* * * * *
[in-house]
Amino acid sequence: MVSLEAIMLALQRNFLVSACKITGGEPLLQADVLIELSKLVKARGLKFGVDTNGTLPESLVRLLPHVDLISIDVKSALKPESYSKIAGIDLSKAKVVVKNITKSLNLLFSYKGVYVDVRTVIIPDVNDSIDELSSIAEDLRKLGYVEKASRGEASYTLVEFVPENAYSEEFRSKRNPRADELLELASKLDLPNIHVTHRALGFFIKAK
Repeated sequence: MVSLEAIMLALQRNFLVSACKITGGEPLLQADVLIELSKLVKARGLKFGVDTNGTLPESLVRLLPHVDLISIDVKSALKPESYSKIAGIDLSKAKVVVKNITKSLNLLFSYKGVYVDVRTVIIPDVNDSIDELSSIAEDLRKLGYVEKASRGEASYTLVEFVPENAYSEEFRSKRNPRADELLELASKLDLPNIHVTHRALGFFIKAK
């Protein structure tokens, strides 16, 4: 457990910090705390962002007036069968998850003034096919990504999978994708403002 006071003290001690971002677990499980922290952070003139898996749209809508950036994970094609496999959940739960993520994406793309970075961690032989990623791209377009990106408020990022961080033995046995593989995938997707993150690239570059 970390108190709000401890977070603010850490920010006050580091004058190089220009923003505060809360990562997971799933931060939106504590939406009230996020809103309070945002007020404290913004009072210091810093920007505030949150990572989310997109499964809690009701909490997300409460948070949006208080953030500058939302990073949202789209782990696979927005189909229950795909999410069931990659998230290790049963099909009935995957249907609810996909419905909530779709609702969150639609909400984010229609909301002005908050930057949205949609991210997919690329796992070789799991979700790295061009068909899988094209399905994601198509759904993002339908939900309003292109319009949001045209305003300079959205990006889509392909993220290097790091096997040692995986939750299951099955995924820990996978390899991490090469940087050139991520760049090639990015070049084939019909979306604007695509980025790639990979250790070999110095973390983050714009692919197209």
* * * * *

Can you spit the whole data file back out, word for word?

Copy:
[in-house]
Amino acid sequence: MVSLEAIMLALQRNFLVSACKITGGEPLLQADVLIELSKLVKARGLKFGVDTNGTLPESLVRLLPHVDLISIDVKSALKPESYSKIAGIDLSKAKVVVKNITKSLNLLFSYKGVYVDVRTVIIPDVNDSIDELSSIAEDLRKLGYVEKASRGEASYTLVEFVPENAYSEEFRSKRNPRADELLELASKLDLPNIHVTHRALGFFIKAK
Repeated sequence: MVSLEAIMLALQRNFLVSACKITGGEPLLQADVLIELSKLVKARGLKFGVDTNGTLPESLVRLLPHVDLISIDVKSALKPESYSKIAGIDLSKAKVVVKNITKSLNLLFSYKGVYVDVRTVIIPDVNDSIDELSSIAEDLRKLGYVEKASRGEASYTLVEFVPENAYSEEFRSKRNPRADELLELASKLDLPNIHVTHRALGFFIKAK
């Protein structure tokens, strides 16, 4: 457990910090705390962002007036069968998850003034096919990504999978994708403002 006071003290001690971002677990499980922290952070003139898996749209809508950036994970094609496999959940739960993520994406793309970075961690032989990623791209377009990106408020990022961080033995046995593989995938997707993150690239570059 970390108190709000401890977070603010850490920010006050580091004058190089220009923003505060809360990562997971799933931060939106504590939406009230996020809103309070945002007020404290913004009072210091810093920007505030949150990572989310997109499964809690009701909490997300409460948070949006208080953030500058939302990073949202789209782990696979927005189909229950795909999410069931990659998230290790049963099909009935995957249907609810996909419905909530779709609702969150639609909400984010229609909301002005908050930057949205949609991210997919690329796992070789799991979700790295061009068909899988094209399905994601198509759904993002339908939900309003292109319009949001045209305003300079959205990006889509392909993220290097790091096997040692995986939750299951099955995924820990996978390899991490090469940087050139991520760049090639990015070049084939019909979306604007695509980025790639990979250790070999110095973390983050714009692919197209």